KONA, Hawaii (KITV4) -- A Hawaiian Monk Seal has died after fighting deadly disease in care at a dedicated hospital for monk seals on Hawaii Island.
The male monk seal -- RW22 -- died on Nov. 17 days ago following a more than five-week battle with the parasitic disease toxoplasmosis. The disease is spread into the environment exclusively from cat feces, officials wrote. They also said RW22 was suffering from the effects of ingested fishing gear and malnutrition.
“Toxoplasmosis is a complex and deadly disease that requires intensive daily treatment and management for an affected Hawaiian monk seal like RW22,” says Dr. Sophie Whoriskey.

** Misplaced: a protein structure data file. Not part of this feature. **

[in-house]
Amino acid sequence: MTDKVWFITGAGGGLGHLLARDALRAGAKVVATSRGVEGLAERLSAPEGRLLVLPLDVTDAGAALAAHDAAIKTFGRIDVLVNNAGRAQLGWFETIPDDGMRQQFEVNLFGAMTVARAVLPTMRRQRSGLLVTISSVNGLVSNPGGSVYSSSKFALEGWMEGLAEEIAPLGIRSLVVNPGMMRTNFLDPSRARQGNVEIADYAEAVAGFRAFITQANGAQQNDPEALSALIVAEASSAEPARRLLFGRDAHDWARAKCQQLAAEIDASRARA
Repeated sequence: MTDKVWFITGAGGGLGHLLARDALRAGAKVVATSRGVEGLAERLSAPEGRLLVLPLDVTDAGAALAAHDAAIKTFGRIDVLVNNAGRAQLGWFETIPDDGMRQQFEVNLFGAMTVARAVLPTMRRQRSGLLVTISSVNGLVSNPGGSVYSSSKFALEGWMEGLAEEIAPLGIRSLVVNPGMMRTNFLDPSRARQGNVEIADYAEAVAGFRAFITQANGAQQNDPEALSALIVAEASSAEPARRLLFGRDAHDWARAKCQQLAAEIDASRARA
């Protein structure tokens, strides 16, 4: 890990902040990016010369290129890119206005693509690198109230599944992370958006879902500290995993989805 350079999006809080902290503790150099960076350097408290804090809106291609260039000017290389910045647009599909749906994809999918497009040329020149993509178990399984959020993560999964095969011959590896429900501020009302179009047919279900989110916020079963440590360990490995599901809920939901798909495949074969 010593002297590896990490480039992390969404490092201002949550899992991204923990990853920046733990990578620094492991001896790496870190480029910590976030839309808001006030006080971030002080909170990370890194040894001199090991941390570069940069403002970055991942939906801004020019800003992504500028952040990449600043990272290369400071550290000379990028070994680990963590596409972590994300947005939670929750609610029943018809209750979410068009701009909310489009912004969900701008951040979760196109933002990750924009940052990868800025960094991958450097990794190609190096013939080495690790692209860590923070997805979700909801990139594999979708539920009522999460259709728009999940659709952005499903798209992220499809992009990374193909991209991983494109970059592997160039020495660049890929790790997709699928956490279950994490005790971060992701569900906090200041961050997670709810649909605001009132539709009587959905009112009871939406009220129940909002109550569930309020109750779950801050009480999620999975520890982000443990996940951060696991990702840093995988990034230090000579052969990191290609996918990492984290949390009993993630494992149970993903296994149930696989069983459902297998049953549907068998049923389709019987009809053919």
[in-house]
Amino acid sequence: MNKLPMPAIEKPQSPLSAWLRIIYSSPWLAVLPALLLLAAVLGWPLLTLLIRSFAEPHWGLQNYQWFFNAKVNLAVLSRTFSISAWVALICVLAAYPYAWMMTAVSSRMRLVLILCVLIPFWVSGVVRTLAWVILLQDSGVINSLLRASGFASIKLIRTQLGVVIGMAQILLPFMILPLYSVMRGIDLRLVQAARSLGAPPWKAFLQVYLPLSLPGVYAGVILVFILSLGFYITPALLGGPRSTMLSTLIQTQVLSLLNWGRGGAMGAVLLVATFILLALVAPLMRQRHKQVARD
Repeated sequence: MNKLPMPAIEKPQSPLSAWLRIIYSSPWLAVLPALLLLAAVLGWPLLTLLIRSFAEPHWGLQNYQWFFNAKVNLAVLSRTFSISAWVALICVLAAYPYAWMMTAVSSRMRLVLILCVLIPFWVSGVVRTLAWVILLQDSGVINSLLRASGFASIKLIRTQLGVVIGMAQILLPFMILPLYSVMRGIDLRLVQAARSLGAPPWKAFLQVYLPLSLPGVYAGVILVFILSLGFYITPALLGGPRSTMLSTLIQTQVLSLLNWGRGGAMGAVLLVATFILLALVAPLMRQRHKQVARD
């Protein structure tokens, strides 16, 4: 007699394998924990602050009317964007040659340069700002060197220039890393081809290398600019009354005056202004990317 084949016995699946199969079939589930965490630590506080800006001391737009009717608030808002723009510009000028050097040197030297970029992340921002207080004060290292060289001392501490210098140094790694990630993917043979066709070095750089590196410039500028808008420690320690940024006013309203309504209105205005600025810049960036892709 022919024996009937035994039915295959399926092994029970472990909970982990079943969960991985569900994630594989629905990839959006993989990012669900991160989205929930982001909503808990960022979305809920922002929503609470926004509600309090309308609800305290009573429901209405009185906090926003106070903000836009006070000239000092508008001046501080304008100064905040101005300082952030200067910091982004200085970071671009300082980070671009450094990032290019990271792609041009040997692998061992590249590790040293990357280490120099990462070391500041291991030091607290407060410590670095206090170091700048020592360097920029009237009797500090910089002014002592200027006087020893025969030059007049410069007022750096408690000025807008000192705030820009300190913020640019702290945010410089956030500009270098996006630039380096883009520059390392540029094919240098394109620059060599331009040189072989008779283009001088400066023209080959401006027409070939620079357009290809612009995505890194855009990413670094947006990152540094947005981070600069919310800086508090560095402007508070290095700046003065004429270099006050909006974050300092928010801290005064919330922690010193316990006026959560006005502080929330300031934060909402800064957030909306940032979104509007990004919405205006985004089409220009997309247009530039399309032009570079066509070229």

Asked about the disease on Facebook – specifically how its spread -- center officials responded that feral cats are a leading cause as are domestic cats whose owners have either potty trained the animal or who may even flush its litter. There is no vaccine for toxoplasmosis, so preventative measures must be taken by the public, officials said.
“Toxoplasmosis is the number one disease threat to recovery of these endangered animals. The more partners and local communities can work to address this issue, the better for monk seals and other native species in Hawaii affected by this disease,” said Angela Amlin, Hawaiian Monk Seal Recovery Coordinator at NOAA Fisheries.
The Center's experts plan to conduct a post-mortem examination. The team will send tissue and blood samples to NOAA Fisheries for further examination to confirm an exact cause of death.